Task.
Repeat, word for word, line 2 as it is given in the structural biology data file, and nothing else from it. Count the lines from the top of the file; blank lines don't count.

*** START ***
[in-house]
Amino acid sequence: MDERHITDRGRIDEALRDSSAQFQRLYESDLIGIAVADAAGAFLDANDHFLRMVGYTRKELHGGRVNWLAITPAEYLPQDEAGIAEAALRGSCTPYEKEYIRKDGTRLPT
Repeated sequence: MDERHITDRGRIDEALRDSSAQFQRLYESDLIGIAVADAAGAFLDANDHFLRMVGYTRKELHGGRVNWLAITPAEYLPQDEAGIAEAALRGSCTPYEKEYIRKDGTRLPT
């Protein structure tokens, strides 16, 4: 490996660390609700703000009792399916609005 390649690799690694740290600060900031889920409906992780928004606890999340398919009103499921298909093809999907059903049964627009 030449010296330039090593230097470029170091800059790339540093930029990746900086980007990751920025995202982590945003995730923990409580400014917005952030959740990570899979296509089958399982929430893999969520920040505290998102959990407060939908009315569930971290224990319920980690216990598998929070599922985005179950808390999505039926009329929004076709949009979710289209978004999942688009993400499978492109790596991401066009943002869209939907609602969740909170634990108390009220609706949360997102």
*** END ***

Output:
Amino acid sequence: MDERHITDRGRIDEALRDSSAQFQRLYESDLIGIAVADAAGAFLDANDHFLRMVGYTRKELHGGRVNWLAITPAEYLPQDEAGIAEAALRGSCTPYEKEYIRKDGTRLPT